The term “lost learning” is not an appropriate description of the challenges that we face, and focusing on it does a disservice to the work of school staff across the country. Last week, the education recovery group reinforced the importance of supporting children through positive action, with a need to focus on wellbeing in learning as we move towards the full-time return to school.
Work is already under way to consider what support our young people might require over the summer term and the summer holiday. We are working with local authorities and Education Scotland, which share that ambition, and discussions are under way to understand what strategic action is needed at the national level to support and facilitate specific and meaningful local activity in schools.
I thank the cabinet secretary for his answer but, with respect, my children have lost out. There are things that they have not been able to learn in the past year because of the closure, and that needs to be caught up on at some point. The London School of Economics says that we need to invest millions of pounds into doing that, and the Conservative Party will fund £120 million, spread across two years. Can the cabinet secretary provide assurances that the Scottish Government’s catch-up programme will be similarly ambitious in scale? Will the Government allocate funding directly to schools, which are best placed to target funding where it is most needed?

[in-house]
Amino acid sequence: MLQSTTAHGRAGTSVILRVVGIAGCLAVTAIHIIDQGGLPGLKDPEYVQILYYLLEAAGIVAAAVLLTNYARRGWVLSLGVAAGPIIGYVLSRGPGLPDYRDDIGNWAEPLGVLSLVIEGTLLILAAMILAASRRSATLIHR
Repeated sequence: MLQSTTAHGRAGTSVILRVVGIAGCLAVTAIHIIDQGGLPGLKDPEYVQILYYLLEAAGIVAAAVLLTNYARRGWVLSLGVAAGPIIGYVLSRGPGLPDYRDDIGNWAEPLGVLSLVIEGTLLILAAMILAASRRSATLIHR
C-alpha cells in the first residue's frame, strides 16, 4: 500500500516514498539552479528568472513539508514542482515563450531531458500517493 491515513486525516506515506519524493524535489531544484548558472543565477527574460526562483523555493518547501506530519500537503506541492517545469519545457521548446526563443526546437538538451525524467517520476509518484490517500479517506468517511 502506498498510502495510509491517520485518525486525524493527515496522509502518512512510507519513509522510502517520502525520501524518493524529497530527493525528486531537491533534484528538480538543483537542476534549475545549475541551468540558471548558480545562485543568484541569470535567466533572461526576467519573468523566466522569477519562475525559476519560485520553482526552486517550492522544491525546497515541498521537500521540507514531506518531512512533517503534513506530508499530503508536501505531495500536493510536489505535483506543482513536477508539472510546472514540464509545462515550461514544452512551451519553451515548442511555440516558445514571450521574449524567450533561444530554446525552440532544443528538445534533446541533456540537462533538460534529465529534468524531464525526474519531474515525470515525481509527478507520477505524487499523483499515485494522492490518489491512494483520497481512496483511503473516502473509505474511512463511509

I will not reiterate the comments that I made about the language and terminology that Mr Balfour insists on using in his question. I do not think that it is a particularly helpful description of the challenges that we face.
I think that young people have learned a great deal during lockdown. That is a tribute to their families and carers, who have supported them, and to their schools, for supporting their learning. A great deal has been accomplished through remote learning, which has supported young people adequately. This morning, I explained at length to the Education and Skills Committee the importance of supporting individual learning, and the education system will ensure that that such learning is supported.
The voters will have a choice on 6 May and we will see what they make of the Conservative Party’s plans. However, based on the performance of the Conservative Party at the moment and its shocking, shabby behaviour over the past few weeks, I do not expect that its message will attract much support from the public in Scotland.